“Eviction is always a last resort for property owners, but after more than a year of being unable to collect rent, we are seeing a direct impact on properties' ability to pay their mortgage, taxes, insurance and payroll,” the statement says.
The Center on Budget and Policy Priorities, a private policy advisory group, estimates 20% of Hoosiers are behind on rent as of July 5 – more than the national average of 16%.
Meanwhile, Joshua Gale, executive director of Just Neighbors in Fort Wayne, a homeless shelter for families, said organizations like his wonder how they could be affected.
His organization can house only about 10 families, and although the shelter was not full early last week, Gale expects more families will soon need help. Some landlords, he said, are waiting for the moratorium to expire before pursuing evictions.
Gale said Just Neighbors has been trying to keep people from needing the shelter by stationing a caseworker at the court to help those facing eviction provide a defense and connect them with rental assistance.
“Most people who go through eviction have no legal representation,” Gale said. Some don't show up for court because they believe they will lose, but that's not always the case, he said.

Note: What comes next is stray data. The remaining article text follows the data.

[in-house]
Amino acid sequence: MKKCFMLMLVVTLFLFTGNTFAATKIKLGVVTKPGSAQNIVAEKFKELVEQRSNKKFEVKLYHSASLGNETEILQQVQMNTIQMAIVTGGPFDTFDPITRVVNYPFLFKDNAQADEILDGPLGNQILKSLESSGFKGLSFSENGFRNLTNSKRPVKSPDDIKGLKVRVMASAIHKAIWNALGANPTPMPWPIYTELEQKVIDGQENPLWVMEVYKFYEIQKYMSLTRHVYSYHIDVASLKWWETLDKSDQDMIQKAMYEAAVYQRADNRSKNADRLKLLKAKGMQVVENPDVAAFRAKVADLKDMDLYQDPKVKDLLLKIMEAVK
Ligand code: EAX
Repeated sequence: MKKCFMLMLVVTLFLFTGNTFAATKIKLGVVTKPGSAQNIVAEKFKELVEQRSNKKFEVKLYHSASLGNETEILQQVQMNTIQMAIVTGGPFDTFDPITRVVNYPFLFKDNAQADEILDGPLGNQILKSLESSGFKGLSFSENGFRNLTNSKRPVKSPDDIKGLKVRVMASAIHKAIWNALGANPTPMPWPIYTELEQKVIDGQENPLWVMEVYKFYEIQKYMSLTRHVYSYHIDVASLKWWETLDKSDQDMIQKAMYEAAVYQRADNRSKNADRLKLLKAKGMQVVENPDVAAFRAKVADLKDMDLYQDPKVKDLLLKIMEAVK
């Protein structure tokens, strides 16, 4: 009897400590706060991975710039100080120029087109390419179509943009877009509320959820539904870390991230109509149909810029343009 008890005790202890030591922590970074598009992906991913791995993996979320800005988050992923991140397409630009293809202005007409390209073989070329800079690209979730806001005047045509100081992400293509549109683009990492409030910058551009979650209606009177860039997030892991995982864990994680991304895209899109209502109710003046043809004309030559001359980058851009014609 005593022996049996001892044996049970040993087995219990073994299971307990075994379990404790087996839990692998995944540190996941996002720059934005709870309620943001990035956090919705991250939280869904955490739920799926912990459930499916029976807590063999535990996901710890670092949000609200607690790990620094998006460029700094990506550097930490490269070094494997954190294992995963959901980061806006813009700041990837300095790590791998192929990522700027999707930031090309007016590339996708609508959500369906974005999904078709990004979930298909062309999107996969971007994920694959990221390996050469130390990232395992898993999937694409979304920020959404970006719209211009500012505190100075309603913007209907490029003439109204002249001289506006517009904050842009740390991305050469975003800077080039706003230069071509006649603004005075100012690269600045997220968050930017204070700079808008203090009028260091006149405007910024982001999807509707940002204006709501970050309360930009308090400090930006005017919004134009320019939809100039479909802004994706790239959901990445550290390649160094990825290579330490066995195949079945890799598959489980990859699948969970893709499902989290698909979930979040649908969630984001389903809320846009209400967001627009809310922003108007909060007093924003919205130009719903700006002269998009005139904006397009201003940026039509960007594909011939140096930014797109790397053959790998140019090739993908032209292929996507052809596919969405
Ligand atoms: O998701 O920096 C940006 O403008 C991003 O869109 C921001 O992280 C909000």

Help is out there
Fort Wayne's Community Development office Wednesday announced it was allowing renters to apply for additional rental and utility assistance, even if they previously received aid.
Kelly Lundberg, director of the city's Office of Housing and Neighborhood Services administering the assistance, said more than 1,475 households have received $4.9 million in aid. The office still has money left, and an additional $500,000 is expected in upcoming weeks, she said.
Assistance is available for those at or below 80% of the area's median income, $57,500 for a family of four, she said. People who make below 50% of the median – the midpoint of all incomes – are prioritized for help, she said.
To qualify, renters must have experienced COVID-19-related hardship, including unemployment, reduced pay, lost child care or the need for one parent to give up a job to care for children.